There was also concern that using AI to generate meal plans or recipes could result in over-standardization and homogenization, particularly if the AI systems rely too narrowly on popular recipes, which could also reduce culinary diversity.
It’s a valid concern that AI systems will generalize based on limited data sets, often creating recipes or meal plans based on popular or trending food concepts. Anyone who listens to algorithm-generated playlists by Spotify or Pandora can attest to some off-note song recommendations, and I can see how that could easily be the case with food and recipe generation. However, good technology products allow humans to reject recommendations and fine-tune algorithms, which may allow for more personalized recommendations based on a particular user’s preferences.
There’s also a real possibility that AI could lead to new and intriguing food combinations. Chef Watson and other AIs have been able to create unexpected but interesting recipes based on intelligence built into the algorithms around flavor compounds. If a restaurant or home chef can leverage heretofore inaccessible deep insights based on science and flavor research built into AI systems to create their next masterpiece, the results could be exciting.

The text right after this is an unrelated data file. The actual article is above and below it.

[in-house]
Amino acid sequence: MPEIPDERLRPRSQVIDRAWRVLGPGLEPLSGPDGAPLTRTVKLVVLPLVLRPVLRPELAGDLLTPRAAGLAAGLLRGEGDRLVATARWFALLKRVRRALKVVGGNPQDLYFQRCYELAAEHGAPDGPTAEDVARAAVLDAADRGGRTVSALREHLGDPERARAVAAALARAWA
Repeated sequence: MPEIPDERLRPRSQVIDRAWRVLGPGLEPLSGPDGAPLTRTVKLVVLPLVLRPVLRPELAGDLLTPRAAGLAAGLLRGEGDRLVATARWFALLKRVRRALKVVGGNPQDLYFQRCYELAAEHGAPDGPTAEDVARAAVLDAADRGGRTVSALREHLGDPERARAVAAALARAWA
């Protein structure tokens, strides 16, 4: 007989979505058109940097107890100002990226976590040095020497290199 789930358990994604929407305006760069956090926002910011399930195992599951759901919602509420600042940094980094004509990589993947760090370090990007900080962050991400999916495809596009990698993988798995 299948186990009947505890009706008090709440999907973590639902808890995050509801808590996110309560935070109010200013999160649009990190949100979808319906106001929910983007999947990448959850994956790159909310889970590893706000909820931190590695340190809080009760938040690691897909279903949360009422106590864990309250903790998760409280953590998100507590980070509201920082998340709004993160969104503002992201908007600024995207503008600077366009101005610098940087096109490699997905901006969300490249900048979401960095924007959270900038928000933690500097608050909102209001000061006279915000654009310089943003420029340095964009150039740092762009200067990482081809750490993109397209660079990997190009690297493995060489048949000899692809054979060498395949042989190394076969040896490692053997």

As for the impact on cultural diversity, I think it’s important to recognize that AI systems are known to have bias problems, often hewing more closely to the worldviews of their creators and their preferred datasets. Because the world of food is one of the most important pathways for under-represented voices to connect with broader audiences, it will be critical for us to guard against the loss of accessibility and equality in the culinary world as AI and automation tools become more commonplace.
However, food AIs could be built to emphasize unique and emerging food cultures, which could be a savvy move since millennials and younger generations celebrate new food discoveries, often from cultures outside their home markets. Also, many of the creators of new food automation technology are often from markets outside our own, emphasizing food types different from our traditional fare.
This is just a few of the themes discussed during the workshop. Other themes, such as job loss and the economic impacts of automation, were also explored in detail, and I’ll have more thoughts on that later this week.
This post originally appeared on TechToday.